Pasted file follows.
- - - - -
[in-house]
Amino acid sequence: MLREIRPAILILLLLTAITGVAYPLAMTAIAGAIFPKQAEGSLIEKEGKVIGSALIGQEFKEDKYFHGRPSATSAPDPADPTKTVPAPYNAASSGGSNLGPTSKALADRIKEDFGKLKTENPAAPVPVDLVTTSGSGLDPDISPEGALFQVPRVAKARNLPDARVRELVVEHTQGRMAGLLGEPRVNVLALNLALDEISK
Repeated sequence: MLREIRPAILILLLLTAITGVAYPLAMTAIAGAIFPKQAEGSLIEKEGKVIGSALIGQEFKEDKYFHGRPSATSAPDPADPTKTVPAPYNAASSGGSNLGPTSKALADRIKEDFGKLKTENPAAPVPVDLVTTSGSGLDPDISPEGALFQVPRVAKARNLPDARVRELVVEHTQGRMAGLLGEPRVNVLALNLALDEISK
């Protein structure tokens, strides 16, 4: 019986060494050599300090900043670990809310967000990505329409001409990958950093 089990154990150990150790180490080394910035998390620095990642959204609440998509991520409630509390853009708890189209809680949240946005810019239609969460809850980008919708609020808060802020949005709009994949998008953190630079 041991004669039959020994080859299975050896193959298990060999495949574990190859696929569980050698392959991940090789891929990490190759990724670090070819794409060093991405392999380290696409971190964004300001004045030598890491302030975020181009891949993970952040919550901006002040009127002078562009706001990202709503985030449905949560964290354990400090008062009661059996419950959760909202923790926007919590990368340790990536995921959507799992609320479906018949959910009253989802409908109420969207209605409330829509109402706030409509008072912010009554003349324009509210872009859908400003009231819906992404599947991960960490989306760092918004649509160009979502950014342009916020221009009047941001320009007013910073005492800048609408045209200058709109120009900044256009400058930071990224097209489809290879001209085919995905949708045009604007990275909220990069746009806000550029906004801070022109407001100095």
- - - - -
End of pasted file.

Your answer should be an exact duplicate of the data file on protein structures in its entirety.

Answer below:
[in-house]
Amino acid sequence: MLREIRPAILILLLLTAITGVAYPLAMTAIAGAIFPKQAEGSLIEKEGKVIGSALIGQEFKEDKYFHGRPSATSAPDPADPTKTVPAPYNAASSGGSNLGPTSKALADRIKEDFGKLKTENPAAPVPVDLVTTSGSGLDPDISPEGALFQVPRVAKARNLPDARVRELVVEHTQGRMAGLLGEPRVNVLALNLALDEISK
Repeated sequence: MLREIRPAILILLLLTAITGVAYPLAMTAIAGAIFPKQAEGSLIEKEGKVIGSALIGQEFKEDKYFHGRPSATSAPDPADPTKTVPAPYNAASSGGSNLGPTSKALADRIKEDFGKLKTENPAAPVPVDLVTTSGSGLDPDISPEGALFQVPRVAKARNLPDARVRELVVEHTQGRMAGLLGEPRVNVLALNLALDEISK
């Protein structure tokens, strides 16, 4: 019986060494050599300090900043670990809310967000990505329409001409990958950093 089990154990150990150790180490080394910035998390620095990642959204609440998509991520409630509390853009708890189209809680949240946005810019239609969460809850980008919708609020808060802020949005709009994949998008953190630079 041991004669039959020994080859299975050896193959298990060999495949574990190859696929569980050698392959991940090789891929990490190759990724670090070819794409060093991405392999380290696409971190964004300001004045030598890491302030975020181009891949993970952040919550901006002040009127002078562009706001990202709503985030449905949560964290354990400090008062009661059996419950959760909202923790926007919590990368340790990536995921959507799992609320479906018949959910009253989802409908109420969207209605409330829509109402706030409509008072912010009554003349324009509210872009859908400003009231819906992404599947991960960490989306760092918004649509160009979502950014342009916020221009009047941001320009007013910073005492800048609408045209200058709109120009900044256009400058930071990224097209489809290879001209085919995905949708045009604007990275909220990069746009806000550029906004801070022109407001100095």